In the five years since Wells Fargo & Company completed its acquisition of Menomonee Falls-based Strong Financial Corp, many of Strong’s former executives and employees have moved on to take prominent positions with other high-profile financial service firms in Milwaukee.
Several of these business leaders fondly remember their former employer, and many say they learned important lessons in business and leadership directly from company founder Richard “Dick” Strong.
Some of the best-known financial services firms in Milwaukee have significant numbers of former Strong Financial employees, including Marshall & Ilsley Corp., Robert W. Baird & Co., Northwestern Mutual Life Insurance Co., Stark Investments and others.
Wells Capital Management, a division of Wells Fargo, still employs hundreds of former Strong Financial employees.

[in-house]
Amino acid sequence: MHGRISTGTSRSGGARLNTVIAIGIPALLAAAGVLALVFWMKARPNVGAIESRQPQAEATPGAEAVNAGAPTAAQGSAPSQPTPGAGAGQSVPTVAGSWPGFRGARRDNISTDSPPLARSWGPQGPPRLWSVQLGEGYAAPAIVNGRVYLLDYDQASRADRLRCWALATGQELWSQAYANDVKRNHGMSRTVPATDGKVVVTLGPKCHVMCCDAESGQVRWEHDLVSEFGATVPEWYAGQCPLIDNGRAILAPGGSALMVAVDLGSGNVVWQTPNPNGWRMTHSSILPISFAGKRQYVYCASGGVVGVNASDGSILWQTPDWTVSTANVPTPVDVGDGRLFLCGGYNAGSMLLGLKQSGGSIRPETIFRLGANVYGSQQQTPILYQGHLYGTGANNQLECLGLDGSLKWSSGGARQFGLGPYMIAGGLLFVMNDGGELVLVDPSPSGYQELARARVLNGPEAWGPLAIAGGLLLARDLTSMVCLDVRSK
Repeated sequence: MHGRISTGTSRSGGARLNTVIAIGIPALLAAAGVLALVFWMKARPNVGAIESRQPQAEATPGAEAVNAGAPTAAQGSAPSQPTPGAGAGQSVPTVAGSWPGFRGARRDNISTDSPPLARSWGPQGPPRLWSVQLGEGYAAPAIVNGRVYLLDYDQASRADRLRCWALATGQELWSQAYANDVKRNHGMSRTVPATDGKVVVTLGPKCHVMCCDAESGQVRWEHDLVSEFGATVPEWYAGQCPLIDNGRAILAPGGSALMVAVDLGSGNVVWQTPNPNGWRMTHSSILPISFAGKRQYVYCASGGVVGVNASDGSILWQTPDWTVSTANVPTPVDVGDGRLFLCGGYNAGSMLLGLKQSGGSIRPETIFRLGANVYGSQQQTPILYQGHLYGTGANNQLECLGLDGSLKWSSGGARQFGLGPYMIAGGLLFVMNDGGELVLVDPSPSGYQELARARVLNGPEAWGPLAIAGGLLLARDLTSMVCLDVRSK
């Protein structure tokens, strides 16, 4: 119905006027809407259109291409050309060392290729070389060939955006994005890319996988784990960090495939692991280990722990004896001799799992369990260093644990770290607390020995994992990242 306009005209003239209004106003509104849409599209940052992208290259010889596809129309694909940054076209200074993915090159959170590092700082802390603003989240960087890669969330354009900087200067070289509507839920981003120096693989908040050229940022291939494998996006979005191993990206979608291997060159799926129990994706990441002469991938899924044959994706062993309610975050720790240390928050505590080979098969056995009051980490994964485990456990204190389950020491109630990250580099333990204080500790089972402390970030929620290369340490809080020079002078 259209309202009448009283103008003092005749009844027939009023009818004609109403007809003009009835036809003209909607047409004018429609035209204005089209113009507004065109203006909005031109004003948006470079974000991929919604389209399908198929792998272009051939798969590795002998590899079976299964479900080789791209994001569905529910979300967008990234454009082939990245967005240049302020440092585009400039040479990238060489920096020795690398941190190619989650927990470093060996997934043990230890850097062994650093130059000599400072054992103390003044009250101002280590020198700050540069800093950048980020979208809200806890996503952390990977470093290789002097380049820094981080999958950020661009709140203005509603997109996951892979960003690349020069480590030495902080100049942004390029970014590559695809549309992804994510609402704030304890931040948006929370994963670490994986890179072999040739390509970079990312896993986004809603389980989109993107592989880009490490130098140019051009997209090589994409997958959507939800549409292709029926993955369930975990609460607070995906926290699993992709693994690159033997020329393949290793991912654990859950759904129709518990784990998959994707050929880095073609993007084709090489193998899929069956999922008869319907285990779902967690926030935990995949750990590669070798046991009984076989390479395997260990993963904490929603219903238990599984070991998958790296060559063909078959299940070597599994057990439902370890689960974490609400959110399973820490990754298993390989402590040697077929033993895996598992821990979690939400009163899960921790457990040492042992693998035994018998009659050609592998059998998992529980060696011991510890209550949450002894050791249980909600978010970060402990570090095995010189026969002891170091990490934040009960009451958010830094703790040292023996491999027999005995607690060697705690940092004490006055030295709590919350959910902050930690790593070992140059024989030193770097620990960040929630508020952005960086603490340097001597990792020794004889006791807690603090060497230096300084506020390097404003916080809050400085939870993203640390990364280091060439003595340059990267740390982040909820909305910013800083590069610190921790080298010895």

Others have gone on to start their own companies.
Many of the former Strong executives still harbor bitter feelings about the accusations by former New York Attorney General Eliot Spitzer that brought down the company and sullied the reputation of its founder.
“If you look at what Spitzer was doing, he was going industry by industry, finding a really good target and hitting it hard. It would spread to other companies in that industry,” said former Strong executive Ane Ohm, now president of West Allis-based LaserNet. “The result was that a great company and great people were brought down so someone could be up for personal gain. It’s too bad, for lack of a better statement. Everything they said that happened, it all went through my area. I took this very seriously – and I can tell you we did nothing wrong.”